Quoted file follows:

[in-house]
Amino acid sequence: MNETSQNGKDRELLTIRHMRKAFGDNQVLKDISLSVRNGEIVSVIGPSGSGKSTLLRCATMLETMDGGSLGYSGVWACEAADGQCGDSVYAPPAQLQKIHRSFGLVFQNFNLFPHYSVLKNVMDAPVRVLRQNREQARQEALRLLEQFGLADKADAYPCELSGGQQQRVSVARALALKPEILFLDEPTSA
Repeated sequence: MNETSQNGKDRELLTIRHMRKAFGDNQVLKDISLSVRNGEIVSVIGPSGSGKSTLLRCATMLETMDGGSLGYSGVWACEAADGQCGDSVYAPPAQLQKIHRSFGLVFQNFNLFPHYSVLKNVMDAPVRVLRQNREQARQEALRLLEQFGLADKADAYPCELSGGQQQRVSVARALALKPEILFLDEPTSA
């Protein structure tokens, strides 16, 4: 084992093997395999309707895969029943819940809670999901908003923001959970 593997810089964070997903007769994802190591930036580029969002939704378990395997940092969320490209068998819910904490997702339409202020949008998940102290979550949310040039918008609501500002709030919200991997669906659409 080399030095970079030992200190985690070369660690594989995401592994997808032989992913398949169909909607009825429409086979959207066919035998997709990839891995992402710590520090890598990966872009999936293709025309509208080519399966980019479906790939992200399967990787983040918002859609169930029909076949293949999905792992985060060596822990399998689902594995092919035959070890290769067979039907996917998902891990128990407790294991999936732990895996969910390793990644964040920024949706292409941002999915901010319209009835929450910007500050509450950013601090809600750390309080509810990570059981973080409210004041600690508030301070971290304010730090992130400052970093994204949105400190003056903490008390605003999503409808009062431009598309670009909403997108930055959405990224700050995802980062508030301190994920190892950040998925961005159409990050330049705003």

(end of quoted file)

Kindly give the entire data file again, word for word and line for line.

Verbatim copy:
[in-house]
Amino acid sequence: MNETSQNGKDRELLTIRHMRKAFGDNQVLKDISLSVRNGEIVSVIGPSGSGKSTLLRCATMLETMDGGSLGYSGVWACEAADGQCGDSVYAPPAQLQKIHRSFGLVFQNFNLFPHYSVLKNVMDAPVRVLRQNREQARQEALRLLEQFGLADKADAYPCELSGGQQQRVSVARALALKPEILFLDEPTSA
Repeated sequence: MNETSQNGKDRELLTIRHMRKAFGDNQVLKDISLSVRNGEIVSVIGPSGSGKSTLLRCATMLETMDGGSLGYSGVWACEAADGQCGDSVYAPPAQLQKIHRSFGLVFQNFNLFPHYSVLKNVMDAPVRVLRQNREQARQEALRLLEQFGLADKADAYPCELSGGQQQRVSVARALALKPEILFLDEPTSA
């Protein structure tokens, strides 16, 4: 084992093997395999309707895969029943819940809670999901908003923001959970 593997810089964070997903007769994802190591930036580029969002939704378990395997940092969320490209068998819910904490997702339409202020949008998940102290979550949310040039918008609501500002709030919200991997669906659409 080399030095970079030992200190985690070369660690594989995401592994997808032989992913398949169909909607009825429409086979959207066919035998997709990839891995992402710590520090890598990966872009999936293709025309509208080519399966980019479906790939992200399967990787983040918002859609169930029909076949293949999905792992985060060596822990399998689902594995092919035959070890290769067979039907996917998902891990128990407790294991999936732990895996969910390793990644964040920024949706292409941002999915901010319209009835929450910007500050509450950013601090809600750390309080509810990570059981973080409210004041600690508030301070971290304010730090992130400052970093994204949105400190003056903490008390605003999503409808009062431009598309670009909403997108930055959405990224700050995802980062508030301190994920190892950040998925961005159409990050330049705003």